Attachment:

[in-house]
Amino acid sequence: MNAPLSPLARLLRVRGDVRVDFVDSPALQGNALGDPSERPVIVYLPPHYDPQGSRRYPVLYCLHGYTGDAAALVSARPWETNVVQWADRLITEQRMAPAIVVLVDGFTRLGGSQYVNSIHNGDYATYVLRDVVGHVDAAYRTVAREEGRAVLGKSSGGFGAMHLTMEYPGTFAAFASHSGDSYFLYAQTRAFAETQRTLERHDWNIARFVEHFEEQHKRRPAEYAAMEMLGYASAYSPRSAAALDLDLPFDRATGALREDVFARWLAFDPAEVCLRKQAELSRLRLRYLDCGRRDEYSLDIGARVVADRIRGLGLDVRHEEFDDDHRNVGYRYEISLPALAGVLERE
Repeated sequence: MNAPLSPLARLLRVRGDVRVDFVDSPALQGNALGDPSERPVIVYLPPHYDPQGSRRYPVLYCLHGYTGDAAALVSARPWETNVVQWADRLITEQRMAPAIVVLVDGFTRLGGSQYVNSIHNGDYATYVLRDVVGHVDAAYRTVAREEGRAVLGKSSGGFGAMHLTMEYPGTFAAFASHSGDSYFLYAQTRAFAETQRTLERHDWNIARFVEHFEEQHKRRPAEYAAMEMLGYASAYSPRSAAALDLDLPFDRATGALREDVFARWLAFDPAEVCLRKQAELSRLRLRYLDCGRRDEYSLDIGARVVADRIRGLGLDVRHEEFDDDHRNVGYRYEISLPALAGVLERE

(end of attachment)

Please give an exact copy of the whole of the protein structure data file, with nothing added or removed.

[in-house]
Amino acid sequence: MNAPLSPLARLLRVRGDVRVDFVDSPALQGNALGDPSERPVIVYLPPHYDPQGSRRYPVLYCLHGYTGDAAALVSARPWETNVVQWADRLITEQRMAPAIVVLVDGFTRLGGSQYVNSIHNGDYATYVLRDVVGHVDAAYRTVAREEGRAVLGKSSGGFGAMHLTMEYPGTFAAFASHSGDSYFLYAQTRAFAETQRTLERHDWNIARFVEHFEEQHKRRPAEYAAMEMLGYASAYSPRSAAALDLDLPFDRATGALREDVFARWLAFDPAEVCLRKQAELSRLRLRYLDCGRRDEYSLDIGARVVADRIRGLGLDVRHEEFDDDHRNVGYRYEISLPALAGVLERE
Repeated sequence: MNAPLSPLARLLRVRGDVRVDFVDSPALQGNALGDPSERPVIVYLPPHYDPQGSRRYPVLYCLHGYTGDAAALVSARPWETNVVQWADRLITEQRMAPAIVVLVDGFTRLGGSQYVNSIHNGDYATYVLRDVVGHVDAAYRTVAREEGRAVLGKSSGGFGAMHLTMEYPGTFAAFASHSGDSYFLYAQTRAFAETQRTLERHDWNIARFVEHFEEQHKRRPAEYAAMEMLGYASAYSPRSAAALDLDLPFDRATGALREDVFARWLAFDPAEVCLRKQAELSRLRLRYLDCGRRDEYSLDIGARVVADRIRGLGLDVRHEEFDDDHRNVGYRYEISLPALAGVLERE